Recently my neighbor – who happens to have a yard full of beautiful plants and flowers – mentioned that gardening has been shown to decrease depression. Not only is spending time with your hands in the dirt effective against anxiety, but it’s also important to being able to sit back and enjoy your sacred space. This spring, with the help of the Southern Living Plant Collection, I updated my porch with the goal of making it a feel-good, stress-reducing oasis.
How to Make a Healing Container Garden
Container gardens are perfect for sprucing up a porch. With one trip to a local nursery, you can get all the materials you need, without breaking the budget. Here are some tips to think about when planning and planting your healing garden.
1. Plan your space
It’s easy to jump into buying pretty, colorful plants. That’s the fun part, right? But first, think about your space.
- What’s your region?
- How much sun does it get?
- How big is your space?
- Where will the furniture go?
- Do I need container plants or ones that will be planted in the ground?
I tend to put plants too close together without thinking about how the sun hits, a big no no! Plants like the upright, bushy October Magic Camellia will bloom best planted in light shade. Spending a few minutes on a floor plan will help you avoid over buying – and under buying, which results in more trips back and forth to the store. Then take a trip to your local nursery for supplies and you’re ready to plant!
2. Feed your senses
Pick colors that correspond with the emotions you want to create. Yellow sparks creativity while blues and greens calm and destress. And “the best color for any healing garden is lots of purple,” says Susan Combs-Bauer to Mother Earth Living.
Which makes the Purple Pixie Loropetalum the perfect choice. Its small size allows you to add vibrant color to hanging baskets, window boxes and other containers. And if you have more space to plant, the Big Daddy Hydrangea’s huge blooms are bound to make you smile.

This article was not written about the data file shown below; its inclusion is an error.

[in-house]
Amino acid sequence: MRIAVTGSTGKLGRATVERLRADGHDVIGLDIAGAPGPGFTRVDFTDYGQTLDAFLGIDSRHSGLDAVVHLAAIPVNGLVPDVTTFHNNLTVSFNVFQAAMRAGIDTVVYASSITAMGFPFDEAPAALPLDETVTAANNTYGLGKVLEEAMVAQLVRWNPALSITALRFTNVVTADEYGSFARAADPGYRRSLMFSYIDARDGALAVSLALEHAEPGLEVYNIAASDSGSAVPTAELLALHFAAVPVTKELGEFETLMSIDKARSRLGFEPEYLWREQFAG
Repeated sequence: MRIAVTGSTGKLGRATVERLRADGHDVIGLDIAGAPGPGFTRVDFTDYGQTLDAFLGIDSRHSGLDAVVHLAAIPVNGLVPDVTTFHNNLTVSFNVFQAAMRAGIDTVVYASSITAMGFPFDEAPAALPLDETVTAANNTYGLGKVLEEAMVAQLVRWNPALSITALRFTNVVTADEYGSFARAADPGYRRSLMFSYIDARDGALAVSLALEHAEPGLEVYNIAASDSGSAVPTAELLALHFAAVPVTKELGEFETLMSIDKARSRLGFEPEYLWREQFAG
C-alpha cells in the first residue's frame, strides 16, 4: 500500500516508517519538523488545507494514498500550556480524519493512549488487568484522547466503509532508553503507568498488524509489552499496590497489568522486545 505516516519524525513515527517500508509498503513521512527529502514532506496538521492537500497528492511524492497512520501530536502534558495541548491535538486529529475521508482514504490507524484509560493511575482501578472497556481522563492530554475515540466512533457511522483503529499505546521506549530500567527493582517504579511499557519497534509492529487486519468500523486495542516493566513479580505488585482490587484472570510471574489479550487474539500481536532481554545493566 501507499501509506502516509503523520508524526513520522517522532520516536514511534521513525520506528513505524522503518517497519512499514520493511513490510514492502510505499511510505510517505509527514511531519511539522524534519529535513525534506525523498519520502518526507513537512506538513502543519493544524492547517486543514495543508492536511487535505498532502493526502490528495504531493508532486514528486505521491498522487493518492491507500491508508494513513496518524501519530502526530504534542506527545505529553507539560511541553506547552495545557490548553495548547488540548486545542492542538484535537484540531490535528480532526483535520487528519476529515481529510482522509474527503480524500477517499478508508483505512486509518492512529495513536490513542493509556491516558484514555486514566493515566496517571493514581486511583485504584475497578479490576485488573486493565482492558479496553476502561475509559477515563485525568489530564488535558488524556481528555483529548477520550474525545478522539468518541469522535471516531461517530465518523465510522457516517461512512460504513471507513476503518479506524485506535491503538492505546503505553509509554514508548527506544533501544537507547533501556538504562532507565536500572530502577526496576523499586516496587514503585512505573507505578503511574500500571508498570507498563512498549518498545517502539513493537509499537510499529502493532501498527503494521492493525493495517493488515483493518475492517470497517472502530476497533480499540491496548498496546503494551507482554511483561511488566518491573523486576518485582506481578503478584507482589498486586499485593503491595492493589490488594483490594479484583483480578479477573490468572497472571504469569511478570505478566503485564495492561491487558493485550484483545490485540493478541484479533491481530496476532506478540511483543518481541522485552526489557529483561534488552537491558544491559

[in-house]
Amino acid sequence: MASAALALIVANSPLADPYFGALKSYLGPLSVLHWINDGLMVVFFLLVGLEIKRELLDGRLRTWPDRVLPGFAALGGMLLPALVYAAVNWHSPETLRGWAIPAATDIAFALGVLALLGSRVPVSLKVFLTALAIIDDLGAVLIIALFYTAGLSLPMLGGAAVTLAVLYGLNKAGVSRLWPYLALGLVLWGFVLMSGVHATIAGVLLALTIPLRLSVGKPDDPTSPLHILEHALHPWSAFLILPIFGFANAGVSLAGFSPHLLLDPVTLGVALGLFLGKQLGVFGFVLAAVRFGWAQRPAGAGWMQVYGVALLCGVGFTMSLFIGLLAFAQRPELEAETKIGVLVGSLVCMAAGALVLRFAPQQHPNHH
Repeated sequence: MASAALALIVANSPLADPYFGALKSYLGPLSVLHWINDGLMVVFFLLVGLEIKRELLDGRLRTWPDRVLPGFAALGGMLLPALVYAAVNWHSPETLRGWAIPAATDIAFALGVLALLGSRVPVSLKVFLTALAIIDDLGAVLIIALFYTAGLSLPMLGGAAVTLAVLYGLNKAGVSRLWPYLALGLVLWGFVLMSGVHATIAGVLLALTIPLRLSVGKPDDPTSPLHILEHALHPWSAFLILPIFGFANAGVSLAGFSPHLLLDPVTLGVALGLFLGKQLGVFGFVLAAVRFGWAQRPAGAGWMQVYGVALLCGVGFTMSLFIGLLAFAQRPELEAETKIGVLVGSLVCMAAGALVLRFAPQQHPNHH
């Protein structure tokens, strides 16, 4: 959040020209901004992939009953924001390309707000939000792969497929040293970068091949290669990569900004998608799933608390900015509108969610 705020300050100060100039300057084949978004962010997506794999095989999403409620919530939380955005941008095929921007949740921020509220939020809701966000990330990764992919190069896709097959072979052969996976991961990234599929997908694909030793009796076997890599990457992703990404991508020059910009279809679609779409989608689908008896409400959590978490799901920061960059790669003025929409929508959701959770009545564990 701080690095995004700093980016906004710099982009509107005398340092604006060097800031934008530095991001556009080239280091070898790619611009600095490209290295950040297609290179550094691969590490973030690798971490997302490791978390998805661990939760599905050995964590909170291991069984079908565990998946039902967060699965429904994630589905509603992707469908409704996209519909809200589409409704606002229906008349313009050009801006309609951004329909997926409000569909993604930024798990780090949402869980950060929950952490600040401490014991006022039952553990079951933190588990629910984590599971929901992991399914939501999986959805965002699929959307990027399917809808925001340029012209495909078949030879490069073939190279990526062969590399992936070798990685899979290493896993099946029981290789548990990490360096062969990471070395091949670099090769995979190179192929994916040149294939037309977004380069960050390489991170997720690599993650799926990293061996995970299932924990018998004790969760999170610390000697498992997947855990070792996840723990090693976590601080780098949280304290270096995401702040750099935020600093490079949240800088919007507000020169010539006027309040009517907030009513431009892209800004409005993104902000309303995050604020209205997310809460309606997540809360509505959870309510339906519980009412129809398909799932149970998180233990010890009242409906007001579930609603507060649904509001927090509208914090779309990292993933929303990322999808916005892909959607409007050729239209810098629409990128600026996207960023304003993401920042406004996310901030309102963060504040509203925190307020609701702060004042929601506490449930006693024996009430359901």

Gardening provides a lot of tactile sensory input. You can literally get your hands dirty by digging in the dirt. I love the sensation of walking barefoot in the backyard. And you might not think about it, but touching your plants is quite soothing. Take the Soft Caress Mahonia, the name says it all! It’s super easy to care for, loves shade, and has slender, bamboo-like foliage.
Adding a few herbs to your container garden is a perfect way to add scent – and taste! – to your garden. Breathing the soothing scent of lavender can help relieve headaches and lower heart rate and blood pressure.
No, my plants don’t talk to me, but I still find sound an important part of a healing garden. You can install a fountain, play music or just sit back and listen to the birds.
3. Create a focal point
You can easily eat up your garden budget with the cost of planters. I find it’s more effective to buy one large container and fill it with multiple plants. I combined the Purple Pixie Loropetalum with the brightly colored Lemon Lime Nandina. Fill in any extra space with herbs or grasses like this Everillo Carex. Plant trailing and texture plants in front of the pot, allowing the plants to spill over the edge of the container.
4. Avoid common planting mistakes
I’m still learning the art of container planting. A planting tutorial from my green thumb dad helped improve my confidence last year, but I’m still figuring things out. My advice – keep the plant cards! You should definitely read all of the information on them, but it’s also super handy for remembering the names of what you just planted.
A few other common mistakes to avoid:
- No drainage
- Using the wrong dirt
- Planting in a pot that’s too small
- Not watering 2-4 times a week
- Planting shade plants in too much sun
Seek out a neighbor with a gorgeous yard, someone at your local plant nursery or the Southern Living Plant Collection expert. I got help figuring out the best spot to plant this gorgeous Mountain Snow Pieris, which likes more shade.
So I bordered the porch with plants that don’t mind shade, Big Daddy Hydrangea, October Magic Camellias and more Lemon Lime Nandina Don’t be afraid to ask for help; you’ll save tons of time and money.
5. Incorporate crystals
These large aquamarine crystals are useful stones to replenish self-love and confidence. Crystals can draw energy from the soil, and just seeing them reminds me of my intention to make this spot a place for tranquility.
6. Enjoy the privacy
If you’re only spending time in the garden when you’re either planting or weeding, then you’re missing out. Make room in your garden for at least one comfy chair so you can sit back and enjoy the view around you. A big umbrella can be great for adding privacy if neighbors’ yards feel a little too close. To help you relax, savor infused water, read a book or write in a journal.
This post is sponsored by the Southern Living Plant Collection. Thank you for supporting the brands that make this site possible!0